Tiger Woods's Painful Lesson: How to Lose
Is Tiger Woods learning how to lose?
Sooner or later, they all do. It certainly happened to Jack Nicklaus who, from the age of 36 to 39 went just 1 for 17 in majors and even began losing the kind of PGA Tour events he had always swept into his trophy sack with the back of his hand.
Is something similar happening now to Woods, though he's just 33? Three weeks ago at the PGA Championship, Tiger lost a 54-hole lead in a major for the first time in his life. Then, on Sunday at the Barclays, in his first event back on Tour, Woods missed a seven-foot putt on the 72nd hole to lose by a shot.
And who beat him? At the PGA, Y.E. Yang faced him down head-to-head on the last day as Tiger shot 75. Then on Sunday, Heath Slocum sank a 20-foot putt on the same green where Woods had just missed. Until they beat Tiger, neither was ranked among the world's top 100. Woods didn't just come up short; he lost to, with due respect, near-unknowns. If Y.E. and Heath can do it, who can't?
For professional golfers, the message was unmistakable: If you play your best, maybe Tiger wins or maybe you win. This is subtly different from the previous dozen years, when the operative assumption was: If you play your best, maybe Tiger wins -- or maybe Tiger wins.
Far be it from me to propose the most obvious explanation, but: Prolonged exposure to human experience degrades confidence among mortals. (Or maybe you haven't noticed.)
Elite athletes know they are human. But in the sport in which they are the best in the world, they really do believe they are invincible, or close to it, until proven otherwise. Often, other players administer the lesson, but even if they don't, time always does. Maybe it's aging or injury, or just the odds, but the beginnings of self-doubt slipstream behind them all. Even wisdom can get in the way. The death of parents or the birth of your own children can bring depth.
Maturity, mortality's next of kin, doesn't always help on seven-foot putts.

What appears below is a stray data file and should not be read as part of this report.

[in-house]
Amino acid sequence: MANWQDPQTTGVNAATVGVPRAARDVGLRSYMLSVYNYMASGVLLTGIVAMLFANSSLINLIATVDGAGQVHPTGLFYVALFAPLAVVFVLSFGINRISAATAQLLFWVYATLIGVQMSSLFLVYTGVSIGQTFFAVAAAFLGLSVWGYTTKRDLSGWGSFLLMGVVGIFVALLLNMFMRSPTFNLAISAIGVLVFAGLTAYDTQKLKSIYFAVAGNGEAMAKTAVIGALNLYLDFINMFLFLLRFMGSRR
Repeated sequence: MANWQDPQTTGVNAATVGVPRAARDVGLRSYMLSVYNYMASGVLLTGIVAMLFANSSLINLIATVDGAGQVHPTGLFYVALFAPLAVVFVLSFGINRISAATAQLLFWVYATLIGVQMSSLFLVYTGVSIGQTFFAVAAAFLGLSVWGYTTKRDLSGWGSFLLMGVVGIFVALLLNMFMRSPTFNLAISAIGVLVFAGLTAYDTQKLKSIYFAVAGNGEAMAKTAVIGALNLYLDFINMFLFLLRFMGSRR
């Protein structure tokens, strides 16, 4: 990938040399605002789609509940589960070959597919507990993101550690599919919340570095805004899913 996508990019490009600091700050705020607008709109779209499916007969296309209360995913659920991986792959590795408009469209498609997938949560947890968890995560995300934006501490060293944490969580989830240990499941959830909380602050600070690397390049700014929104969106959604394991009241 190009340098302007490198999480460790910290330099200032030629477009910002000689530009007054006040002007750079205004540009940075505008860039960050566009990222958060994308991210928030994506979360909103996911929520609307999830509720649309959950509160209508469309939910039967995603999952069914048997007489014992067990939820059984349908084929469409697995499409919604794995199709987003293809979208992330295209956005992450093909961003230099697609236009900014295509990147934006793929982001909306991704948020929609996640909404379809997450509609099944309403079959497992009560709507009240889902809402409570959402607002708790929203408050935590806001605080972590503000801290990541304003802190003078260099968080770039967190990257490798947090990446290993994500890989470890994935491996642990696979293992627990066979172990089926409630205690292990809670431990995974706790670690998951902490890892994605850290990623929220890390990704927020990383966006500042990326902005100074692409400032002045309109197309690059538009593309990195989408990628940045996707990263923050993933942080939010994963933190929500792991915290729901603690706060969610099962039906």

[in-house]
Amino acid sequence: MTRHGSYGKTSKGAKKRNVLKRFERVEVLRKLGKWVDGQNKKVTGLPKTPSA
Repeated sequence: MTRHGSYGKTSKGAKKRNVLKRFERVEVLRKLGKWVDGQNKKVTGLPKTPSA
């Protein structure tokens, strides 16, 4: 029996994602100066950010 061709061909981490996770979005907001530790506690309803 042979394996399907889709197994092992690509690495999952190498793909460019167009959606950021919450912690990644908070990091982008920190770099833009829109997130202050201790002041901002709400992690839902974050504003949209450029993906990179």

Is it accident or irony that Nicklaus stalled after he won 14 majors, the same point at which Woods is now? And, like Nicklaus's long ago, Woods's struggles have emanated from many sources.
This year, at the Masters, Tiger couldn't finish promising rounds, hashing the 17th and 18th holes repeatedly. At the U.S. Open he couldn't make a putt. At the British Open, he misplaced his swing -- which had looked wonderful two weeks earlier when he won his own event at Congressional -- and missed the cut. And at the PGA, he squandered a two-shot lead on Sunday, finished bogey-bogey and missed an eight-foot putt at the 71st hole that might have tied him with Yang for the lead.
If you spent much of 1976-79 trudging the golf beat behind Nicklaus, all this seems unpleasantly familiar. In '75, Jack was at his trim, fashion-forward crowd-darling apex. His magazine covers, ads and new courses were everywhere. He might not have been as lionized as Woods was after winning the 2008 U.S. Open on a broken leg, but it was pretty close. It was Jack's world. He barely seemed to play yet led the money list. What could go wrong? Actually, almost everything.
With Bobby Jones's 12 major titles in his rearview mirror, maybe Nicklaus got complacent, comfortable with his family or distracted by business. But whatever the causes, Jack learned how to lose, like everybody else.